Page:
I am trying to grasp the the .NET criterion where, when .NET exceptions are suppressed, swallowed or passed unnoticed in order to detect/suspect/prevent/be on alert about such incidents.

The MSDN online article "Timer Class" on .NET Framework 4.5 states:

In the .NET Framework version 2.0 and earlier, the Timer component catches and suppresses all exceptions thrown by event handlers for the Elapsed event. This behavior is subject to change in future releases of the .NET Framework

Hmmm, is the .NET 4.5 an already future release in relation to .NET 2.0?
Though this is a rhetorical question and I do not care much about a specific case which was mentioned in docs.

What I do care and want to understand is:
What are criterion, principles and rationale according to which the .NET exceptions are being suppressed?

Update (in response to Eugen Rieck's answer:

So the question is: Which thread should be subject to am exception thrown on a timer tick?

Citing MSDN article "Exception Handling (Task Parallel Library)" :

If you do not wait on a task that propagates an exception, or access its Exception property, the exception is escalated according to the .NET exception policy when the task is garbage-collected.

(Funny ".NET exception policy" which I could not find anywhere ...)

Well, I am interested in WPF app, which, as I understand, is STA and has one main parent thread.
My wish is that it crashes if any exception was unhandled.

Update2 (in response to Matt Smith' comment):

Yes, I know. Citing <ThrowUnobservedTaskExceptions> Element:

If an exception that is associated with a Task has not been observed, there is no Wait operation, the parent is not attached, and the TaskException property was not read the task exception is considered to be unobserved.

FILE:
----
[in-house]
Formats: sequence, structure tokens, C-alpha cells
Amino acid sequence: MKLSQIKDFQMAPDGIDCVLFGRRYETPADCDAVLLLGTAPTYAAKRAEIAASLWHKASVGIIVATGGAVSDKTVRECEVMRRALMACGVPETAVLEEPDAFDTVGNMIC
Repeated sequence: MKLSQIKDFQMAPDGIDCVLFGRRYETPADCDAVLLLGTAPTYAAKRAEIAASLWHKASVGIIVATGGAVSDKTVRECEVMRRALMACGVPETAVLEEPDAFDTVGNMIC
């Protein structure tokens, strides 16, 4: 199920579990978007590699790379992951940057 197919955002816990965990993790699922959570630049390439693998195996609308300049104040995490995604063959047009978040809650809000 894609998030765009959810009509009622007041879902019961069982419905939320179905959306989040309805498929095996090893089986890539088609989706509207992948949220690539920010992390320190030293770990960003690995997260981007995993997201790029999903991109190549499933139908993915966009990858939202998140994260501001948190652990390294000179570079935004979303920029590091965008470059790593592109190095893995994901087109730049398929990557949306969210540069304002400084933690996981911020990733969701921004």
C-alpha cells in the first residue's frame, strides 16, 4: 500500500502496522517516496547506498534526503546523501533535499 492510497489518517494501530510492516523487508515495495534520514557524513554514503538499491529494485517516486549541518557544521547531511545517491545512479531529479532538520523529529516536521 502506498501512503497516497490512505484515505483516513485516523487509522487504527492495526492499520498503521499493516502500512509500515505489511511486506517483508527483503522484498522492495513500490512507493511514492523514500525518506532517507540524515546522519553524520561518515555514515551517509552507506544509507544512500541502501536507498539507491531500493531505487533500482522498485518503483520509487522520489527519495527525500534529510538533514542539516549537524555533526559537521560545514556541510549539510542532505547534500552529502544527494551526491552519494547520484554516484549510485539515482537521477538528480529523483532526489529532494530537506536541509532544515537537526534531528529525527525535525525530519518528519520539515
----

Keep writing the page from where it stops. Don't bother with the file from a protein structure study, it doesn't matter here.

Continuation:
In the .NET Framework 4, by default, if a Task that has an unobserved exception is garbage collected, the finalizer throws an exception and terminates the process. The termination of the process is determined by the timing of garbage collection and finalization.

To make it easier for developers to write asynchronous code based on tasks, the .NET Framework 4.5 changes this default behavior for unobserved exceptions. Unobserved exceptions still cause the UnobservedTaskException event to be raised, but by default, the process does not terminate. Instead, the exception is ignored after the event is raised, regardless of whether an event handler observes the exception.

In the .NET Framework 4.5, you can use the element in an application configuration file to enable the .NET Framework 4 behavior of throwing an exception.

I just skipped to go further on it to avoid the bloafing of question and getting the reference to explanation by Stephen Toub's "Task Exception Handling in .NET 4.5"

The question is after all (really wanted to start with this question) to make sure for me :

  • In .net 4.5, the unobserved Task exceptions you mentioned are swallowed silently (by default--you can change this). In .net 4.0, the behavior is to terminate the app. – Matt Smith May 20 '13 at 1:48

Here's the link to the policy (it was changed in .net 2.0) and has remained the same since then: http://msdn.microsoft.com/en-us/library/ms228965.aspx


Most possibly this is simply an implementation issue:

  • Timer ticks run on a threadpool thread
  • The timer itself doesn't belong to a thread
  • The thread, that created the timer, might no longer run (or exist)

So the question is: Which thread should be subject to am exception thrown on a timer tick? There is no easy answer to that, so simply suppressing the exception (i.e. running every tick with an implied try ... catch around it) is a way to sidestep this question.

  • "Which thread should be subject to am exception thrown on a timer tick?" IMO, it should be propagated to the main app thread and crash the app if it was not handled – Gennady Vanin Геннадий Ванин May 19 '13 at 16:34
  • Your opinion seems logical on first read, but the case where a timer is created by a thread, then no longer runs when the timer mis-fires is a bit of a PITA: We should notify the creator of the timer, but we can't. – Eugen Rieck May 19 '13 at 16:37
  • By this logic, any exception raised from the child process spawned from a ThreadPool's (or a task's) thread is suppressed since its threads are reused and "we" do not know the creator to notify it? By the same logic, "we" will not able to close such child processes on closing application. But this is not so – Gennady Vanin Геннадий Ванин May 23 '13 at 4:10

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